The House and Senate talks seemed to be going well last week … until Senate Minority Leader Mitch McConnell (R-Ky.) sent a tweet promising that no Senate Republicans would support final passage of the legislation if Democrats moved forward with the partisan Build Back Better Act.
While Republicans support the semiconductor legislation, according to Politico, they are on board with Sen. McConnell’s plan to stall it unless Build Back Better is put on the shelf. On Twitter, Sen. Todd Young (R-Ind.) said, “We have a national security imperative to get USICA done. I’m disappointed that it is getting sidetracked once again by Democrats’ reckless partisanship, which will only worsen the economic hardships Hoosiers are already facing.”
Sen. John Cornyn (R-Texas) told Politico, “USICA is a national security imperative, … I interpreted that as Sen. McConnell’s firm indication that he wants us to deal with that and not a partisan reconciliation bill.” Indeed, on Monday Minority Leader McConnell said the Build Back Better Act would “crowd out” would “paralyze” the chamber, keeping it from passing legislation related to the country’s competition with China.
Other Issues with which Congress Must Contend
Federal lawmakers are also working furiously on the fiscal year 2023 spending bills. While it is virtually impossible for appropriators to finish work on these pieces of legislation before the end of the fiscal year, much less in the next three weeks, the fact that this work will remain undone means lawmakers will need to start crafting a continuing resolution Congress can pass before September 30, 2022 to keep the federal government operating.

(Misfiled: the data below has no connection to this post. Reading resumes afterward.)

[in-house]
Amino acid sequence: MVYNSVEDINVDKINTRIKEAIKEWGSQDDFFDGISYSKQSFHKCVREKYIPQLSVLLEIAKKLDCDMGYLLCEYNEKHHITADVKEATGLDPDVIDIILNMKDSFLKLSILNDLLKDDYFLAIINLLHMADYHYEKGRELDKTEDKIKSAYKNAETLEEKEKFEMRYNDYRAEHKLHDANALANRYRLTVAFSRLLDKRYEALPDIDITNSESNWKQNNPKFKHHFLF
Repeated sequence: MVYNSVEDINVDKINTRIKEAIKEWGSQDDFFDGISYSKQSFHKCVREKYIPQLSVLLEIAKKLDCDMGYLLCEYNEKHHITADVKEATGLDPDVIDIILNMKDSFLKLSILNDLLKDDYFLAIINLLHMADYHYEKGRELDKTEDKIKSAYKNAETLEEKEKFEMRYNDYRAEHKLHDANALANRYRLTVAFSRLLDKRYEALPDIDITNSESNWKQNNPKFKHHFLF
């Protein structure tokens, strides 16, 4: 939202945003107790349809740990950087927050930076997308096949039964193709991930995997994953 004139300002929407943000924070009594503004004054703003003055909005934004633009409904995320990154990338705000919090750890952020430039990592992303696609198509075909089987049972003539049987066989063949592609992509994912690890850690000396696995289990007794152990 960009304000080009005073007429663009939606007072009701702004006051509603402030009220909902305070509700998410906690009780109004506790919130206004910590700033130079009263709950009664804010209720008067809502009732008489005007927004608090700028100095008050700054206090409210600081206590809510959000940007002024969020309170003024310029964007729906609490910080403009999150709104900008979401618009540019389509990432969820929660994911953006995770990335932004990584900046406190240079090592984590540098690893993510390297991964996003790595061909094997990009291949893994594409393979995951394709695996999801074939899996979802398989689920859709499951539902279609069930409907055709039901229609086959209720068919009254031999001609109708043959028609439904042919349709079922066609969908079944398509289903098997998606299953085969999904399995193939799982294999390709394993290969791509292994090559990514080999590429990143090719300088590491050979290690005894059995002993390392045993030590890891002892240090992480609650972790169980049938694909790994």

In the nearer term, this week the House is working on a bill that would create public alerts in active shooter situations and the annual National Defense Authorization Act (NDAA). Lawmakers have filed more than 1,200 amendments on the NDAA alone. The House also will work on legislation that will respond to the U.S. Supreme Court’s decision last month to overturn Roe v. Wade.
In the Senate this week, Michael Barr was confirmed as the Federal Reserve’s vice chair of supervision. Barr, who was a senior Treasury official during the Obama administration, is expected to position the Fed as a much more engaged player in the regulatory space, with a particular focus on bank partnerships with technology providers, data privacy, and financial institution capital and liquidity requirements.
Finally, while it is unlikely the Senate will vote on a data privacy bill before the August recess — and may not even before the end of the 117th Congress — lawmakers will continue to try to move forward on this issue amidst bipartisan breakthroughs on some of the thorniest policy issues that have hamstrung Congress on this score for the last several years.
Majority Leader Schumer will need every Democrat to be around for these events. If even one contracts COVID, it could derail the schedule entirely.